A Request From A Reader

Steve---------How about discussing the ins and outs (pun intended) of wide angle lenses tendency to distort vertical lines.  Example in this weeks article would be KVWs nice shots of the church in Holland and the very noticeable cant inward, yes, I realize the camera is pointed upward.  The shots taken in the front/living room show none of the typical "bending" I see in some interior shots.  Lenses or technique.  Answer back if this is too simplistic to discuss in the column.  Thanx,  Car le

 

Car Le -

Properly explaining this is well beyond the scope of a "Readers Question" so I thought I'd turn it into a learning topic and answer it more completely than I would have otherwise.  This is a common question, yet it's in the realm of "advanced techniques" in Photoshop so I'll try and keep it as simple, yet meaningful, as possible.

Steve

 

The images in question are a nice shot of a church in Norway by a frequent contributor KVW.

 

The images in question are a nice shot of a church in Norway by a frequent contributor KVW.

KVW's Church Shot from Norway

 

You can see several types of distortion in this image, even though it's not shot at a very wide angle.  I'm guessing under 30mm equivalent.  KVW shoots with a Canon 40D and a 17-85mm IS lens and this is probably at the wider end of that lens.  Since it's a APS-C sensor camera, the 17mm is a 27.2mm equivalent.

 

The next images were some I shot of my living room after a recent remodeling.

 

Condo in the sky

Canon 1ds Mark II, Sigma 12-24mm @12mm  F11 15secs  ISO 100

 

Freshly renovated

Canon 1ds Mark II, Sigma 12-24mm @12mm  F11 5.6secs  ISO 100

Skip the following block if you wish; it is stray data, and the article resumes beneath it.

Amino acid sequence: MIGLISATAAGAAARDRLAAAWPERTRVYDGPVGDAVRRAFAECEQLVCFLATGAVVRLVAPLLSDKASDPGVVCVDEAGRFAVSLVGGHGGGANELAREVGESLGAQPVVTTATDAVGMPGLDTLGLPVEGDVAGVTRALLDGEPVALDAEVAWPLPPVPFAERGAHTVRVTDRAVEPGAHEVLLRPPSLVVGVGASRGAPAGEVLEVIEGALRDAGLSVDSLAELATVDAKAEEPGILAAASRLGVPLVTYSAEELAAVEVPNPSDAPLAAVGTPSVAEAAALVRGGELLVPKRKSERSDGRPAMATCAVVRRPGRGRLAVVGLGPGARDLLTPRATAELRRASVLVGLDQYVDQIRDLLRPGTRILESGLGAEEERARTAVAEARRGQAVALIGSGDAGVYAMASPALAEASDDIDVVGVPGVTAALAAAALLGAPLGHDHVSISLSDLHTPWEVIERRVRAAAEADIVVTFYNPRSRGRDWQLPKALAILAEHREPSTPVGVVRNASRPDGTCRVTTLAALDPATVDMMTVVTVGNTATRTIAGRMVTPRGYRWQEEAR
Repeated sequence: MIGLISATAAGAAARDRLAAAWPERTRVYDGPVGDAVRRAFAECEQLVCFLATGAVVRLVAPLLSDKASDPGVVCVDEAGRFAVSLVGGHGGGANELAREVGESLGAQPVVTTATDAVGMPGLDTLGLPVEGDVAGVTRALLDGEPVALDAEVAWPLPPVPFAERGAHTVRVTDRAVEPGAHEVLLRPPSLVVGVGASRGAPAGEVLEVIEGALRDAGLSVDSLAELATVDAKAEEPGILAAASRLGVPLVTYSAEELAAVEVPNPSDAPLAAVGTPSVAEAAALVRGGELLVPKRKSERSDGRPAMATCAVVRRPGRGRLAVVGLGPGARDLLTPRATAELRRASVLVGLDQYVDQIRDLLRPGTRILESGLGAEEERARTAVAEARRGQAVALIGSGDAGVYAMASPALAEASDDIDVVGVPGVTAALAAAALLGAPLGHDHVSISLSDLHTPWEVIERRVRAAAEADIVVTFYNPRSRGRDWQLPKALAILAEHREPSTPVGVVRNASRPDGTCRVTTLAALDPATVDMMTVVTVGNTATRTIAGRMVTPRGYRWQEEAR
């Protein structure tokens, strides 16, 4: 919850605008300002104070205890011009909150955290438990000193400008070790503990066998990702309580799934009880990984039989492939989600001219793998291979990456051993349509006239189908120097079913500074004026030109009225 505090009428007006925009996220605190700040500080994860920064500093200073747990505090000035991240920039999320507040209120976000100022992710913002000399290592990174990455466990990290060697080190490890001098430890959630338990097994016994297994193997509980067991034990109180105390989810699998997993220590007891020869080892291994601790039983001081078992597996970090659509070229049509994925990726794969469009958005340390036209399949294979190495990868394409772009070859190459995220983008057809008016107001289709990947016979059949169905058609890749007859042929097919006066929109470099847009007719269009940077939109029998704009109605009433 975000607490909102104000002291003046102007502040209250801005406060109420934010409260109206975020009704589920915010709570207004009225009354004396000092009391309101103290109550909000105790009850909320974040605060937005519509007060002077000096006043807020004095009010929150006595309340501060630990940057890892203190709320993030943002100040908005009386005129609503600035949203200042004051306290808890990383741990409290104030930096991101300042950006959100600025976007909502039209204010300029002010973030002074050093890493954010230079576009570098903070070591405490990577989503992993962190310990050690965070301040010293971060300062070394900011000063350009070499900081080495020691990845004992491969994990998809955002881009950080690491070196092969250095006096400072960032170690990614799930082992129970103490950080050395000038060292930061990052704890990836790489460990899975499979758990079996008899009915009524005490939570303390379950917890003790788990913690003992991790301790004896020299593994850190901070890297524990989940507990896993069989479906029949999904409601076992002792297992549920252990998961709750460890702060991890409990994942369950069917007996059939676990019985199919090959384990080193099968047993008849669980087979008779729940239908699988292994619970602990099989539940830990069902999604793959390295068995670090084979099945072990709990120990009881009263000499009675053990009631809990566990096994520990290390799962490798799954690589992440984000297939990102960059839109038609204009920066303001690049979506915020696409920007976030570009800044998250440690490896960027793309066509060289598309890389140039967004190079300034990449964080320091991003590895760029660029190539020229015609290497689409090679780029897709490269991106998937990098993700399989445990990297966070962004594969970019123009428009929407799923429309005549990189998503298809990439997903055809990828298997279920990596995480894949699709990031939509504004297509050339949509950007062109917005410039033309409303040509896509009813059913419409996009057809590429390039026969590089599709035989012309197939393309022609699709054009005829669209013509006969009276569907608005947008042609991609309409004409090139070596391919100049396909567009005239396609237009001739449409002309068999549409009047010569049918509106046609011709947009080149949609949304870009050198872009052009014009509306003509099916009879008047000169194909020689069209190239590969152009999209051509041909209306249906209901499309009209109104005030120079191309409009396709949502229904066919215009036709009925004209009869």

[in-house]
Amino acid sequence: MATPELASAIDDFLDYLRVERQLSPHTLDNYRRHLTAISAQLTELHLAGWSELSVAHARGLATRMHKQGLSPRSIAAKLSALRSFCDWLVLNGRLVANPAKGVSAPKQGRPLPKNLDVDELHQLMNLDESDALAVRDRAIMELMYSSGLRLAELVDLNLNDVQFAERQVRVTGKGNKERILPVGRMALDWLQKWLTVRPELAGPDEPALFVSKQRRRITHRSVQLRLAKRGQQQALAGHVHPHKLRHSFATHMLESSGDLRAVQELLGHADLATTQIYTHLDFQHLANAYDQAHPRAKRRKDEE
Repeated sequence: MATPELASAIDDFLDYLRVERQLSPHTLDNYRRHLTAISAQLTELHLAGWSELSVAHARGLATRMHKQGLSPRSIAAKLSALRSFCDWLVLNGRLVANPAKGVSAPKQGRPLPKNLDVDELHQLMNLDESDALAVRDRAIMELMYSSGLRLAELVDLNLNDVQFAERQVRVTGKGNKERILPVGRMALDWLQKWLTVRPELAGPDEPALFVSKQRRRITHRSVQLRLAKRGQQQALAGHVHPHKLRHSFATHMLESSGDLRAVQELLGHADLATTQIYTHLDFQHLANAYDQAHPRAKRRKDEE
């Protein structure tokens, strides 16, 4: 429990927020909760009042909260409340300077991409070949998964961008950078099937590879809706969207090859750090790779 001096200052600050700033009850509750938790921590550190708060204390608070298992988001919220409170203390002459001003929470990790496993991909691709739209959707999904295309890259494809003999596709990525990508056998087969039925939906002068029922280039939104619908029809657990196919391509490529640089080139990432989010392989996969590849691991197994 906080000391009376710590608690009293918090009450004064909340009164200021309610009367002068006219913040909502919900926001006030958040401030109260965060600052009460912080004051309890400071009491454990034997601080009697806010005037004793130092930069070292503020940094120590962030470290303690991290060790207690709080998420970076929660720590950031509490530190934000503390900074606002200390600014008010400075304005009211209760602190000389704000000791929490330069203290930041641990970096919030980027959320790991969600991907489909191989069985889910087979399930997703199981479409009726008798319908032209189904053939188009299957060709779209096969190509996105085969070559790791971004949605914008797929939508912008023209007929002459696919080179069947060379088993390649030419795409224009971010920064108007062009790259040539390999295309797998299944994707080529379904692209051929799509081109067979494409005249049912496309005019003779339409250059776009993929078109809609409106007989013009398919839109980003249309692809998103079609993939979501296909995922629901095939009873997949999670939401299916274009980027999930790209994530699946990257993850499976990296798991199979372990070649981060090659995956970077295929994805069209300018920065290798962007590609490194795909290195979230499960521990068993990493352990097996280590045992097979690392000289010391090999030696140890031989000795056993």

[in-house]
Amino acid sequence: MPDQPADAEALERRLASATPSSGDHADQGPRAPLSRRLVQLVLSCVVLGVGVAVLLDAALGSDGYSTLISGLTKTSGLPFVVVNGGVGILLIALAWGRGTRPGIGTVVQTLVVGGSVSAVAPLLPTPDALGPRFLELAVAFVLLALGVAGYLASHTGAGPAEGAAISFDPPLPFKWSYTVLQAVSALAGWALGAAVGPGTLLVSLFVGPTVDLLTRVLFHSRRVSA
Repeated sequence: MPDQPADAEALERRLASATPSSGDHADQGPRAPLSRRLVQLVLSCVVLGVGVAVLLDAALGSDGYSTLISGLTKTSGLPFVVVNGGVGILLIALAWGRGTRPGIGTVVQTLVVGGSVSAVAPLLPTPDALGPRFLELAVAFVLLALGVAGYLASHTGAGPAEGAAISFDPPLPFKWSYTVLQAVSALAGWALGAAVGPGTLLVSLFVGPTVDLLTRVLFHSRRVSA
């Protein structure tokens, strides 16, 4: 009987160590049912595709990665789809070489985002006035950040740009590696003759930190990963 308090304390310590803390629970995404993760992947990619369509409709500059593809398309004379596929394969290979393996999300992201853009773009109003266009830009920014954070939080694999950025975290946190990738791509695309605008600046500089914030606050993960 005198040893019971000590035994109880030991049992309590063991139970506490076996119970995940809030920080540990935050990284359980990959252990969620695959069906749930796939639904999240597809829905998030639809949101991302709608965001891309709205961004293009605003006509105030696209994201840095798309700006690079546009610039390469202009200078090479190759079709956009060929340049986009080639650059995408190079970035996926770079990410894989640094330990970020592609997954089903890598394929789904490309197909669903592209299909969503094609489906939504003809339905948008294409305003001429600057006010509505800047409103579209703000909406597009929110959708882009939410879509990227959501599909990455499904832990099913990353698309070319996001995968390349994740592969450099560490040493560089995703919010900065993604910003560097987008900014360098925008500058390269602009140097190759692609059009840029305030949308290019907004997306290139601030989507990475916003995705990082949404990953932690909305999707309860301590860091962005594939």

Both of these images were shot with a full frame 12mm rectangular lens.  Distortion is always more obvious the more wide you go.  12mm's leaves open the possibility for a great amount of distortion so careful setup during the capture process is mandatory.  Both of these images exhibit minimal distortion, less than came from the camera.  Both images required software manipulation to correct for both lens and perspective distortion.

 

Types of distortion

There are two main types of distortion photographers have to deal with.

    1. Lens Distortion
    2. Perspective Distortion

 

Lens Distortion

Lens distortion comes in two types.

    1. Pincushioning Distortion
    2. Barrel Distortion

 

Typical bar patron in Nana Plaza

Canon 1ds Mark II, 85mm F1.2  F2, 1/80th  ISO 3200

 

We'll use the image above to induce distortion for the purpose of examples.

 

Barrel Distortion

 

Barrel distortion example

Graphic Representation of Barrel Distortion

 

Barrel distortion is most commonly associated with wide angle lenses.  The more wide, the more pronounced will be the distortion.  Barrel distortion is represented in the image above by an image the protrudes towards you, gently bending the outer edges outwards as you'd see it on a screen or print.  It's important to understand that the image is 3 dimensional, that its coming out towards you as if someone is pushing the back of the print out towards you.  If there was a subject in the image it would appear distorted much the same was as the image below